What is the source of this information?

    This information comes from the O*NET Resource Center. Learn more about O*NET's Interest descriptors.

Typical tasks
  • Check vehicles to ensure that mechanical, safety, and emergency equipment is in good working order.
  • Follow appropriate safety procedures for transporting dangerous goods.
  • Inspect loads to ensure that cargo is secure.
  • Maintain logs of working hours or of vehicle service or repair status, following applicable state and federal regulations.
  • Secure cargo for transport, using ropes, blocks, chain, binders, or covers.
  • Follow special cargo-related procedures, such as checking refrigeration systems for frozen foods or providing food or water for livestock.
  • Maneuver trucks into loading or unloading positions, following signals from loading crew and checking that vehicle and loading equipment are properly positioned.
  • Report vehicle defects, accidents, traffic violations, or damage to the vehicles.
  • Obtain receipts or signatures for delivered goods and collect payment for services when required.
  • Drive trucks with capacities greater than 3 tons, including tractor-trailer combinations, to transport and deliver products, livestock, or other materials.
  • Check all load-related documentation for completeness and accuracy.
  • Read bills of lading to determine assignment details.
  • Drive trucks to weigh stations before and after loading and along routes in compliance with state regulations.
  • Collect delivery instructions from appropriate sources, verifying instructions and routes.
  • Couple or uncouple trailers by changing trailer jack positions, connecting or disconnecting air or electrical lines, or manipulating fifth-wheel locks.
  • Check conditions of trailers after contents have been unloaded to ensure that there has been no damage.
  • Inventory and inspect goods to be moved to determine quantities and conditions.
  • Perform basic vehicle maintenance tasks, such as adding oil, fuel, or radiator fluid or performing minor repairs.
  • Read and interpret maps to determine vehicle routes.
  • Wrap and secure goods using pads, packing paper, containers, or straps.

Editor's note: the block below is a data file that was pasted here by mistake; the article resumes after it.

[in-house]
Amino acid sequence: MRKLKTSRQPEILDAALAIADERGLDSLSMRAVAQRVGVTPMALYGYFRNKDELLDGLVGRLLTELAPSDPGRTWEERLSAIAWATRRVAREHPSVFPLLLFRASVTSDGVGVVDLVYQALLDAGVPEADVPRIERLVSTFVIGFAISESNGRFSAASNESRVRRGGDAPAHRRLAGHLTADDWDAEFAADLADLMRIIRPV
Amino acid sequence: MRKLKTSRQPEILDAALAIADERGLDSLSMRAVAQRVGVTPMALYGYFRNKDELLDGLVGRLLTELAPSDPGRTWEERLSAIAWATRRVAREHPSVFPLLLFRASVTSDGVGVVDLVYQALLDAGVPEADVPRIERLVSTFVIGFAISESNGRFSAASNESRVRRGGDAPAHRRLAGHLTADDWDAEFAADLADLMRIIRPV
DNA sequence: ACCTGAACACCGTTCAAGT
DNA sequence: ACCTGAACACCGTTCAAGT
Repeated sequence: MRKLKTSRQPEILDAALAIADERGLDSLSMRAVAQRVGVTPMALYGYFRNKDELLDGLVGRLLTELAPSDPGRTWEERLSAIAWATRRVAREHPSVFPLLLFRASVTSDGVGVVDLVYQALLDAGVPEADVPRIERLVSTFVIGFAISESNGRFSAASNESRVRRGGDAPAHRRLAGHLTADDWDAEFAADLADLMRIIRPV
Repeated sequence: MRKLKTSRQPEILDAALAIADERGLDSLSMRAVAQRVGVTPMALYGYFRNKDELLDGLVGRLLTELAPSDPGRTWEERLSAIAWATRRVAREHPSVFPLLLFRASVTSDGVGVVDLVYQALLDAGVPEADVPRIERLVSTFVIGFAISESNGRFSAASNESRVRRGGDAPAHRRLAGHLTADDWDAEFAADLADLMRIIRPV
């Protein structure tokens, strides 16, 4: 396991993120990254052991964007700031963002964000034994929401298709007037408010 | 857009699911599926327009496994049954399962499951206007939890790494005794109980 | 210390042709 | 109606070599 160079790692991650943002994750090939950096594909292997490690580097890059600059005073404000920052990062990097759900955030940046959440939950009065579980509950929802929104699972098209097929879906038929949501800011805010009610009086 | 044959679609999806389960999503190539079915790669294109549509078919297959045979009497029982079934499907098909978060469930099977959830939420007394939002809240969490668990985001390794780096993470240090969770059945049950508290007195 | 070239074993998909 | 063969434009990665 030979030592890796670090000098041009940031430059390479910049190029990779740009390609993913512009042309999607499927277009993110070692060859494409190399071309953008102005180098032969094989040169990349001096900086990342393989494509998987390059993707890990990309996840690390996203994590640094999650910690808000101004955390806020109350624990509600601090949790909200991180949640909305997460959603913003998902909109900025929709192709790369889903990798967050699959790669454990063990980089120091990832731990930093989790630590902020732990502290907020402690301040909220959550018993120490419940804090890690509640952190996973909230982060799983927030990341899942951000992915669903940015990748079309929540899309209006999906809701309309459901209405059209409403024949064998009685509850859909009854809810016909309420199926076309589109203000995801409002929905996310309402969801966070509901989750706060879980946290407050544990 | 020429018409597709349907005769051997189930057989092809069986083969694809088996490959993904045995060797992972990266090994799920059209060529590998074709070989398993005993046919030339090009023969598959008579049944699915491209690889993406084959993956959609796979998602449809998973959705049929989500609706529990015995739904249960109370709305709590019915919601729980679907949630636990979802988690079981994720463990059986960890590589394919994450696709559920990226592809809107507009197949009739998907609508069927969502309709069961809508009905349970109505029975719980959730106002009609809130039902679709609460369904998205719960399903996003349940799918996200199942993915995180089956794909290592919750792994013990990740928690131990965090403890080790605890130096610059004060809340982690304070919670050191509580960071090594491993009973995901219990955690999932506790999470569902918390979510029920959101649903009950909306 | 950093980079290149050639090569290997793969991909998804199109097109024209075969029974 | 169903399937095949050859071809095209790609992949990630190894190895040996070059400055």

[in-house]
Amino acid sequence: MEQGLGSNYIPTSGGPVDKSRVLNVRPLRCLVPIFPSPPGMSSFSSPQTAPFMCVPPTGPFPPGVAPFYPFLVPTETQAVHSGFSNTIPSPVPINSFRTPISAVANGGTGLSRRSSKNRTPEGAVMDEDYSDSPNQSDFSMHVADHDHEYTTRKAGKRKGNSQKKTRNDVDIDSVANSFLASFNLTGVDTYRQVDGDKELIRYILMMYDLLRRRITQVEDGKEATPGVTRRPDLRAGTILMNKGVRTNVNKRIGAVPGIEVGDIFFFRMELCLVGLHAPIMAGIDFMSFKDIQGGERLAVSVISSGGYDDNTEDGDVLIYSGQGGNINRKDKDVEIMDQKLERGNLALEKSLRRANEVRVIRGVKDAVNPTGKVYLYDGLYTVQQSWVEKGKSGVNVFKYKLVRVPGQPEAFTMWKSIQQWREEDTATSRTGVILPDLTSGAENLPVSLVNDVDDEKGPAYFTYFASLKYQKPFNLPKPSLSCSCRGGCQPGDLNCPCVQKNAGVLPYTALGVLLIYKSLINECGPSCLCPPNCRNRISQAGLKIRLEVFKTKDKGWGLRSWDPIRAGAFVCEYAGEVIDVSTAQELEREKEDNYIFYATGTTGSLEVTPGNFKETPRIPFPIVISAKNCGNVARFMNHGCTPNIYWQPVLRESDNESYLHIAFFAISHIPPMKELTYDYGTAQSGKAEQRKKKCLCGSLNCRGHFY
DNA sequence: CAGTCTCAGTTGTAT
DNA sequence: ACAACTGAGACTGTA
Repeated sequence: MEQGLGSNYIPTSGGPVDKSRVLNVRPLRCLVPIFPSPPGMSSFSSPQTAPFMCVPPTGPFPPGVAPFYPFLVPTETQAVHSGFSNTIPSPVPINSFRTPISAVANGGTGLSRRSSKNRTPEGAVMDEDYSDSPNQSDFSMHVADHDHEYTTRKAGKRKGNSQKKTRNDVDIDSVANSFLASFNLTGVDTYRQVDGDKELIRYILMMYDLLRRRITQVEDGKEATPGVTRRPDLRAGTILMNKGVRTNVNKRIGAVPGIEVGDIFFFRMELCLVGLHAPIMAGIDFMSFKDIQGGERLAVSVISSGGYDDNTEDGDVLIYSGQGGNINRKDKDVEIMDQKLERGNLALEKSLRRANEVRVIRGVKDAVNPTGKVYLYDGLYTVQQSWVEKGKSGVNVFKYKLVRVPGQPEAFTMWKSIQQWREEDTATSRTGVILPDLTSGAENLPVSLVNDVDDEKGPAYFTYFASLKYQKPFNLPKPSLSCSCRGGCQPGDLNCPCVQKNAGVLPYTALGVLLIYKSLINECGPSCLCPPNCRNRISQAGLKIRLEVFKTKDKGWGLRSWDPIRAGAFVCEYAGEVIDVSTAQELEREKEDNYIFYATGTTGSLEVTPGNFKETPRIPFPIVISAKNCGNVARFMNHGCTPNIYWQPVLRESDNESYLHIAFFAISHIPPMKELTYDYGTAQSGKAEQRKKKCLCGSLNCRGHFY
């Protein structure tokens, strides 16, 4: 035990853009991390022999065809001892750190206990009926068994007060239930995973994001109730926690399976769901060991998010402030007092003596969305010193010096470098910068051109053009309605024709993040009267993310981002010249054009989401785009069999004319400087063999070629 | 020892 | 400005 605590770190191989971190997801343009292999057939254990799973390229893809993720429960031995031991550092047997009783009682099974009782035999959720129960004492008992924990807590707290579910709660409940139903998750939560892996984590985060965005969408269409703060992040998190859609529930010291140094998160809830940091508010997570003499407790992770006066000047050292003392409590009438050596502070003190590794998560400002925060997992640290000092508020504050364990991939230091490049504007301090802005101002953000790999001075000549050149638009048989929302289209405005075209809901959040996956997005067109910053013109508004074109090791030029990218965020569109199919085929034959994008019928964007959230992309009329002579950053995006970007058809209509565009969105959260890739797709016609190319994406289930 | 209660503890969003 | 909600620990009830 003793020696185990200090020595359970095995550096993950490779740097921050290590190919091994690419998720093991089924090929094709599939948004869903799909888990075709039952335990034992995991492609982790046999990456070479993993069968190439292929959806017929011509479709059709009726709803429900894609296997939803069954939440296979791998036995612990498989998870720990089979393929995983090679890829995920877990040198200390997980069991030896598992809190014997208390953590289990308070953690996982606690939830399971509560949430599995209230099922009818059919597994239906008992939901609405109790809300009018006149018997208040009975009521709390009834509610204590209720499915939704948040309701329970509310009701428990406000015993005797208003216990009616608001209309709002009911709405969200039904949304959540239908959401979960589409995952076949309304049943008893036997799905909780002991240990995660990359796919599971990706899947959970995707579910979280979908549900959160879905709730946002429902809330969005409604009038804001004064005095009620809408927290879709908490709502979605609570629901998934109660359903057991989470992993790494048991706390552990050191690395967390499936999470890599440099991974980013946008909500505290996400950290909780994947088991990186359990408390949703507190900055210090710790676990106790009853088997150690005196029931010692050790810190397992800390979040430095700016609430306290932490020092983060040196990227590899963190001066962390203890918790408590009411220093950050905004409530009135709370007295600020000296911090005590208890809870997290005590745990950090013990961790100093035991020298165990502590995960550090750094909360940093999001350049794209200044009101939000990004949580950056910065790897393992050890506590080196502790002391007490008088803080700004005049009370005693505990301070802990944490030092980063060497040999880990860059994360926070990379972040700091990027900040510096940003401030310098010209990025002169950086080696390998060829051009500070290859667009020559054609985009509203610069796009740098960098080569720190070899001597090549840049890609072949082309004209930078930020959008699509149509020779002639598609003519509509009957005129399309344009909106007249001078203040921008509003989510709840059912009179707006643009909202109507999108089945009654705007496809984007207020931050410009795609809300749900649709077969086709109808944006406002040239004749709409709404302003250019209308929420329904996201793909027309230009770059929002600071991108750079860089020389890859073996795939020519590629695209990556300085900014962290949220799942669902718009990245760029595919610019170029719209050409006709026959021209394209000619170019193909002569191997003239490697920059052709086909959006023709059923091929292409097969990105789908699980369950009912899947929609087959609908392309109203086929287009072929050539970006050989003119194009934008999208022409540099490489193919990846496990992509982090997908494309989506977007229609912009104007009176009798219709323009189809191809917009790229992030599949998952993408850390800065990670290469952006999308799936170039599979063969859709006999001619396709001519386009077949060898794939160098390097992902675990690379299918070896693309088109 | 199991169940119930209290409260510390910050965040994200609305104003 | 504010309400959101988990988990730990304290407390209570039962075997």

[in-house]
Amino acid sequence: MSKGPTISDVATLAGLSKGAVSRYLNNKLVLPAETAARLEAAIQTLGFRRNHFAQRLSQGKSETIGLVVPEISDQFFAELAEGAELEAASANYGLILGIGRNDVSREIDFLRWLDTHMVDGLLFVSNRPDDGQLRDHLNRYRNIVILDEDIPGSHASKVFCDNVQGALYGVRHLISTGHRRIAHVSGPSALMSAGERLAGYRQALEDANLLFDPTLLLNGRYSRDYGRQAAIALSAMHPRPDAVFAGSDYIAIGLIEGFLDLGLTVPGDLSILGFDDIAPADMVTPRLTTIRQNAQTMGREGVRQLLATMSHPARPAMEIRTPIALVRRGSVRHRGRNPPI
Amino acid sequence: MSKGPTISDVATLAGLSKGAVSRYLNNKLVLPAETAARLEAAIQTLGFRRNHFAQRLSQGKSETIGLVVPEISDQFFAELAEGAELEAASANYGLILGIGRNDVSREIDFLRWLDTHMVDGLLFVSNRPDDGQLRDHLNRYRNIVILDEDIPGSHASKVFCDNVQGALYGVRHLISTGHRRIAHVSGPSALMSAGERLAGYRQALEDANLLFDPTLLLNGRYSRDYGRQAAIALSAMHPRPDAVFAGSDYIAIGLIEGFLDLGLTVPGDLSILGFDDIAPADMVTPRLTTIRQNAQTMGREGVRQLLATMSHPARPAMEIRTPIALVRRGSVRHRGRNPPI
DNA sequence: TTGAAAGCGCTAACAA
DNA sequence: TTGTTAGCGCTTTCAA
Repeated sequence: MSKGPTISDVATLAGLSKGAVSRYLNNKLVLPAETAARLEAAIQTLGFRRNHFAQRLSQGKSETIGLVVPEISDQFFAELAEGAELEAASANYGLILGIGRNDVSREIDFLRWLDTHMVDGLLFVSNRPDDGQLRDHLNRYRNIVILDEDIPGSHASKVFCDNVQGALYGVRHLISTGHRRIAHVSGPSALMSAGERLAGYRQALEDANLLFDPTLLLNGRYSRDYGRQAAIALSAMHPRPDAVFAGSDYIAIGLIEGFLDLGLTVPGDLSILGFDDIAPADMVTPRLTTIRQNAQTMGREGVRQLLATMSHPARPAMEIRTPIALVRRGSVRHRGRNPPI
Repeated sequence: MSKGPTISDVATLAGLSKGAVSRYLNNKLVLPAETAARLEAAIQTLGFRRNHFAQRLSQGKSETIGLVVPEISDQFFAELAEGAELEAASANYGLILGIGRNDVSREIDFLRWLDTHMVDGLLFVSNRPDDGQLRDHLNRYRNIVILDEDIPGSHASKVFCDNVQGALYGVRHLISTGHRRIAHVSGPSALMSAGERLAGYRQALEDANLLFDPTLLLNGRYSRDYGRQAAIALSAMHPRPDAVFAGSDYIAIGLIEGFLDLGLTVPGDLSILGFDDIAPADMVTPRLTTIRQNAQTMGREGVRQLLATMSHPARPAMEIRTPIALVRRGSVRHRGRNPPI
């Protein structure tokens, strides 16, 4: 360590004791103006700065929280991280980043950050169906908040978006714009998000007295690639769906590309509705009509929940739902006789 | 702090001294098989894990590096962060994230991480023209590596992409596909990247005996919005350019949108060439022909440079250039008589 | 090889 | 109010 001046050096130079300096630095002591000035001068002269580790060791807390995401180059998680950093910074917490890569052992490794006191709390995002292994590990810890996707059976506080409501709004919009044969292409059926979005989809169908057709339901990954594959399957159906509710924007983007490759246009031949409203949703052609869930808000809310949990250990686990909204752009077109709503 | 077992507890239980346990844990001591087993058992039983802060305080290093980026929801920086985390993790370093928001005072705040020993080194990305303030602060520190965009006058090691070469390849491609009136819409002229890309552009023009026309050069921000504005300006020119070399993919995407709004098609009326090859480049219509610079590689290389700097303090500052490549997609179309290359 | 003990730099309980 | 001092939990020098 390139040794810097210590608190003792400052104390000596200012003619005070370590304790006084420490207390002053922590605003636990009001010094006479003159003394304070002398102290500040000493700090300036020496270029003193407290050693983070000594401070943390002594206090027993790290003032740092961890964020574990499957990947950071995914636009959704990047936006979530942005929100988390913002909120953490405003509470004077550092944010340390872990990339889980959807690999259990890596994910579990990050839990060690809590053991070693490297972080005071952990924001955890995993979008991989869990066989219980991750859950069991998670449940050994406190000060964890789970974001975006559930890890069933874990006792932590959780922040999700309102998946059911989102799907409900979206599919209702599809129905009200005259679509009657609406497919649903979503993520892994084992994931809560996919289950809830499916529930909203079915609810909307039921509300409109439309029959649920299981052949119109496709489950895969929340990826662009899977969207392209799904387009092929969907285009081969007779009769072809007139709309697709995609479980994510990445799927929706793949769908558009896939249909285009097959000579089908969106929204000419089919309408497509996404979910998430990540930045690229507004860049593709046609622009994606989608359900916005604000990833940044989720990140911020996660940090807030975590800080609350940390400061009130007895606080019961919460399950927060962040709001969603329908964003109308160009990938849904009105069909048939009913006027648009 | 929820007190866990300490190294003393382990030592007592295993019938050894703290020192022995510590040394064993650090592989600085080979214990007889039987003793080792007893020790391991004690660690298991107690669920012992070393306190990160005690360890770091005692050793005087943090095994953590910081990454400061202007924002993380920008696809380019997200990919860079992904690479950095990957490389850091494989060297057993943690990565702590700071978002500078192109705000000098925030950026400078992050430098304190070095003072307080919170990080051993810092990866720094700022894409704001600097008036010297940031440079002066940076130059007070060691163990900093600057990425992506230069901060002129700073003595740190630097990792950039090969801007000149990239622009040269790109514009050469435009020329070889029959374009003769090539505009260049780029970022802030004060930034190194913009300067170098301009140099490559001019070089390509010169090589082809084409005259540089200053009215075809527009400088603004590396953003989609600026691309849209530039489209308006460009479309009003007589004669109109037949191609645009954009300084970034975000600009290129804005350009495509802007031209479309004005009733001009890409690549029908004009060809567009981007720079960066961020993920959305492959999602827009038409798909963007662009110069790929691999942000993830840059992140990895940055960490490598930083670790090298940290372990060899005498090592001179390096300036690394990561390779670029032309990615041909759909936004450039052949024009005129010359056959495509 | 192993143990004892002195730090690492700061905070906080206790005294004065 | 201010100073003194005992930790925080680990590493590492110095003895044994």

• Operate equipment, such as truck cab computers, CB radios, phones, or global positioning systems (GPS) equipment to exchange necessary information with bases, supervisors, or other drivers.
  • Plan or adjust routes based on changing conditions, using computer equipment, global positioning systems (GPS) equipment, or other navigation devices, to minimize fuel consumption and carbon emissions.
  • Load or unload trucks or help others with loading or unloading, using special loading-related equipment or other equipment as necessary.
  • Remove debris from loaded trailers.
  • Install or remove special equipment, such as tire chains, grader blades, plow blades, or sanders.
  • Perform emergency roadside repairs, such as changing tires or installing light bulbs, tire chains, or spark plugs.
  • Give directions to laborers who are packing goods and moving them onto trailers.
  • Drive electric or hybrid-electric powered trucks or alternative fuel-powered trucks to transport and deliver products, livestock, or other materials.
  • Operate trucks equipped with snowplows or sander attachments to maintain roads in winter weather.

    What does this information tell me?

    This is a list of typical tasks that people in this career might do on the job.  You can use this list to get an idea of whether this career might be a good fit for you.

    Click on “More tasks” to see more detailed examples for this career.

    You can also use this list to help you prepare for a job interview. Or, if you’ve already held a job like this, you can copy these tasks to use on your resume.

    What is the source of this information?

    This information comes from O*NET OnLine's Occupation Information. They are O*NET‘s Tasks.

    What does this information tell me?

    These are additional online resources related to this career. You may find different or more detailed information at these sources.

    What is the source of this information?

    This information is collected and maintained by CareerOneStop.